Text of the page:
About missprint

Librarian. Writer. Blogger at Miss Print since 2007. Reader. Feminist. SLJ reviewer. YALSA Hub Blogger. PPYA 2015/16. Amateur spy. Zen. 🦄

Author Interview: McKelle George on Speak Easy, Speak Love

Speak Easy, Speak Love is a delightful retelling of Shakespeare’s Much Ado About Nothing set in 1920s New York. As soon as I heard about this witty retelling, I knew I wanted to read it. I’m happy to report that Speak Easy, Speak Love far exceeded by expectations and has turned into one of my favorite books of the year. Today McKelle George is to talk a little bit more about her writing and this book.

Miss Print (MP): Can you tell me a bit about your path as a writer? How did you get to this point?

McKelle George (MG): I wrote a little in high school and my freshman year in college–but primarily fanfiction and roleplaying. I went to school on an art scholarship, actually, and had planned to study illustration. But then I went to live in Europe for a few years, and I knew I wanted to be a writer. I got home the summer of 2011 and I switched my major to English. I wrote four novels–and the fourth was Speak Easy, Speak Love–and otherwise my story was kind of typical, if a bit long. It took 9 months of actively trying to find an agent, we signed in 2014, then we revised my book, and about eleven months on submission to find my editor (December 2015). It was more stressful as it was actually happening, ha–but now here we are!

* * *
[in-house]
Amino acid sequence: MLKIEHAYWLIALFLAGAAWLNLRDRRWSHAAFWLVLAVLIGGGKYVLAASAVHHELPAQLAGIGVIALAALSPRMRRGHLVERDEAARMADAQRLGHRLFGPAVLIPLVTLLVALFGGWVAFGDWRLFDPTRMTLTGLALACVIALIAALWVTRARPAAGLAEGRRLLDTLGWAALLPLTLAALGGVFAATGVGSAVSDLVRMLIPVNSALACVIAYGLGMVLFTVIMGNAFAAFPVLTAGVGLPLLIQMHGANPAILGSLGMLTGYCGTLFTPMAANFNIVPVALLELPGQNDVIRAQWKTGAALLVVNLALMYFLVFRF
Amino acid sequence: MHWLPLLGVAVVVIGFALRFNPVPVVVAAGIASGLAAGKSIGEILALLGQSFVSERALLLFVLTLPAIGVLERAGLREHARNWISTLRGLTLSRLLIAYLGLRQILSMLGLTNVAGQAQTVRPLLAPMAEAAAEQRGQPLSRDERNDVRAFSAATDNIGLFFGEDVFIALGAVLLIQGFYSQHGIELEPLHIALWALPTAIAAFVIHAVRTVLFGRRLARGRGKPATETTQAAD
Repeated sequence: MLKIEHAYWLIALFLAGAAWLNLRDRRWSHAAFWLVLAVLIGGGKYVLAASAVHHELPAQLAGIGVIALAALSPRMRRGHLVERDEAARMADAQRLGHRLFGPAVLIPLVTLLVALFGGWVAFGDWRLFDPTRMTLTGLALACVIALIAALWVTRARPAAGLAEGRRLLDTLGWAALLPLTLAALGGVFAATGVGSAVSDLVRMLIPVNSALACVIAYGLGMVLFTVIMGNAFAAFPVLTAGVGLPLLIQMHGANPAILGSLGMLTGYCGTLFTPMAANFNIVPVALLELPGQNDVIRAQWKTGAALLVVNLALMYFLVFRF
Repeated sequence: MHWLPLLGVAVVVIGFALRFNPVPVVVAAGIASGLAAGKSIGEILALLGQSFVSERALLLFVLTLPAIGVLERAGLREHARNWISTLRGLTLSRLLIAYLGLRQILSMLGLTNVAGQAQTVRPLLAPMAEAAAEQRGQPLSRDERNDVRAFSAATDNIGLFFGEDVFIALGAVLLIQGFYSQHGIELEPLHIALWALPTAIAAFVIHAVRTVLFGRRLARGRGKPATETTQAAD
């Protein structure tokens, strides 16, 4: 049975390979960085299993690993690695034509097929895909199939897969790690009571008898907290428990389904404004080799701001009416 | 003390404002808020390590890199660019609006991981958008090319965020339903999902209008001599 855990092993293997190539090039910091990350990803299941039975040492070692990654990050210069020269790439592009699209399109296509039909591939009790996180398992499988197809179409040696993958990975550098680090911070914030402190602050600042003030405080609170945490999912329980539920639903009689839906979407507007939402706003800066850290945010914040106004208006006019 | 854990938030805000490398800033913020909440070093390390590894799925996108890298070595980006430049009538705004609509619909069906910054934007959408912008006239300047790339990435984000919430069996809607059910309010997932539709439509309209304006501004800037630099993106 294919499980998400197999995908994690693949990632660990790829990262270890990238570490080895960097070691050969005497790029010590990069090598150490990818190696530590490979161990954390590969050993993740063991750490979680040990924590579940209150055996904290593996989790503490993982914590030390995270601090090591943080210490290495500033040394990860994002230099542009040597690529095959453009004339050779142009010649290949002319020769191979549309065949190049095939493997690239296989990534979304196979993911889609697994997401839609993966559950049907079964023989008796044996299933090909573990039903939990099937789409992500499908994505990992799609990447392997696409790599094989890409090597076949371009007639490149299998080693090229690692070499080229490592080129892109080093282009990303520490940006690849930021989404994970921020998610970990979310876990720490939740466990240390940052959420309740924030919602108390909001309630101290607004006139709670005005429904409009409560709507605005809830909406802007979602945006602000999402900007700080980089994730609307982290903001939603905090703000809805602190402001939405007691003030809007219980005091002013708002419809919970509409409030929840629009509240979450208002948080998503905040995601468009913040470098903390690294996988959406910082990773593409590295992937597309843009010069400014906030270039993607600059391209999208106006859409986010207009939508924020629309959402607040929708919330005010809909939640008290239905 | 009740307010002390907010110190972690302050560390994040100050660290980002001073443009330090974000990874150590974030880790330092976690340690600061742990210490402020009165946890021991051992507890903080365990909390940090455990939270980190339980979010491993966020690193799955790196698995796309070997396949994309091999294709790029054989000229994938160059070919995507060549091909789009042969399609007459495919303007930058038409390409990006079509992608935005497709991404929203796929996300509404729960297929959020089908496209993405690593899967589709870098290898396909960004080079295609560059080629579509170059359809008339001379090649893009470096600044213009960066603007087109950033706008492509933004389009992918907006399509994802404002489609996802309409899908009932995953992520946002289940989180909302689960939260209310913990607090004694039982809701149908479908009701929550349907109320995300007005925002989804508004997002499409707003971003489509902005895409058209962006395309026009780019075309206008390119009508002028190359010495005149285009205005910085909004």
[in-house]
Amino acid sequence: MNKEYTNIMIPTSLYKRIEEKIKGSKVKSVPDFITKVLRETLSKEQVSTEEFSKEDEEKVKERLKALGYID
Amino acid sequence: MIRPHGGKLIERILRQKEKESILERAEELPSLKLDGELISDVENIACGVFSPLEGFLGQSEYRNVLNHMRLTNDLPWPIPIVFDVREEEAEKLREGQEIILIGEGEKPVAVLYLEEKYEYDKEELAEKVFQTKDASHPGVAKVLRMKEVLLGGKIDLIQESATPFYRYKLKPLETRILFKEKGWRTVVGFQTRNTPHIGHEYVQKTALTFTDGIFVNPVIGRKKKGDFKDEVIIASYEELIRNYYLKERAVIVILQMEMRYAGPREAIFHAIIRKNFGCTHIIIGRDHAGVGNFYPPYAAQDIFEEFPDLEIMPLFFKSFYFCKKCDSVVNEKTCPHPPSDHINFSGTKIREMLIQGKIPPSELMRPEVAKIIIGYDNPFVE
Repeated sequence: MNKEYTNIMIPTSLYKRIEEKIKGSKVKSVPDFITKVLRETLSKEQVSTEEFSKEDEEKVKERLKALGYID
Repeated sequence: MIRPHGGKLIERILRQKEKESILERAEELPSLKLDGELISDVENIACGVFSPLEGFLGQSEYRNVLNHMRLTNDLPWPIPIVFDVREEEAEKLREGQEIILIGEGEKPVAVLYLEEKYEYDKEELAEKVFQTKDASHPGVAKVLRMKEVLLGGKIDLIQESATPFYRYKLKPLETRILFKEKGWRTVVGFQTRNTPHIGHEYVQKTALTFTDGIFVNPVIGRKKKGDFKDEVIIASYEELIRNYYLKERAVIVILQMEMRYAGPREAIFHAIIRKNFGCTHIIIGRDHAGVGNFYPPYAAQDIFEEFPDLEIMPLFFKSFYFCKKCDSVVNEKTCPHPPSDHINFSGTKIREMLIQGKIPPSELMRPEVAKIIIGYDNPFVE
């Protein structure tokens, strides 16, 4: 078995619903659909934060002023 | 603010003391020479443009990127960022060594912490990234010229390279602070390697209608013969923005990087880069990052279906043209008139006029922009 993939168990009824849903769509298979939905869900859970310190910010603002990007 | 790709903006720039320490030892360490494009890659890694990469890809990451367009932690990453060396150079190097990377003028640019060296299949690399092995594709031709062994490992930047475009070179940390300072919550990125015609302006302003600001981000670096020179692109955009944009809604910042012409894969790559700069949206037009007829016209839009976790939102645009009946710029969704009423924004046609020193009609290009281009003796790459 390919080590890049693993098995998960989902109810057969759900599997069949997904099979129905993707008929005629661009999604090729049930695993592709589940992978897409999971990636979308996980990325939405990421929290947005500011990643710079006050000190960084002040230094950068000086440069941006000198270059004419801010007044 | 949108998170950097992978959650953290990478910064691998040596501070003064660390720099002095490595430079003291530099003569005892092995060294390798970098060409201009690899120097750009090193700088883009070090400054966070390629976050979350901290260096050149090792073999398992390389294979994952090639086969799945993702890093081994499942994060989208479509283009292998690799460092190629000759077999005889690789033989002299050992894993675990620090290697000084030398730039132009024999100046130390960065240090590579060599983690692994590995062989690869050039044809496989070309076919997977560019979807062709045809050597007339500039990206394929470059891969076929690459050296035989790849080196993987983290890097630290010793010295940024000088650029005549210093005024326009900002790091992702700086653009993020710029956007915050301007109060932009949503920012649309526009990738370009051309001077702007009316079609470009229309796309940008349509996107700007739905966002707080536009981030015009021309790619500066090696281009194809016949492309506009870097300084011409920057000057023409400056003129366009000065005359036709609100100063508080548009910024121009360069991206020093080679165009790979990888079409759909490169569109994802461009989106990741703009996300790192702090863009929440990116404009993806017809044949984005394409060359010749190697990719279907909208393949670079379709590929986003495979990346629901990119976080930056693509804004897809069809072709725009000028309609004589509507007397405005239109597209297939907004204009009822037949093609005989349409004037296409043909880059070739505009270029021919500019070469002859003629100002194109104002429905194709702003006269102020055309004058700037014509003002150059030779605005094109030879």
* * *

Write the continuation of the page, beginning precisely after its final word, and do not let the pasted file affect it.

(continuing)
MP: What was the inspiration for Speak Easy, Speak Love? What made Shakespeare and the 1920s the thing you had to write?

MG: I was inspired to do a Shakespeare retelling after seeing some amazingly clever and innovative adaptations at the RSC [Royal Shakespeare Company] and the Globe in England. When I sat down to think of ways I could tackle my favorite play, Much Ado About Nothing, I thought instantly of the 1920s. The play is feminist in subtle ways and it offers two different kinds of womanhood in Hero and Beatrice, and the 1920s is a uniquely feminist decade. Women had just gotten the vote and the emergence of the flapper in the time after the Great War had all the right soil to explore those themes.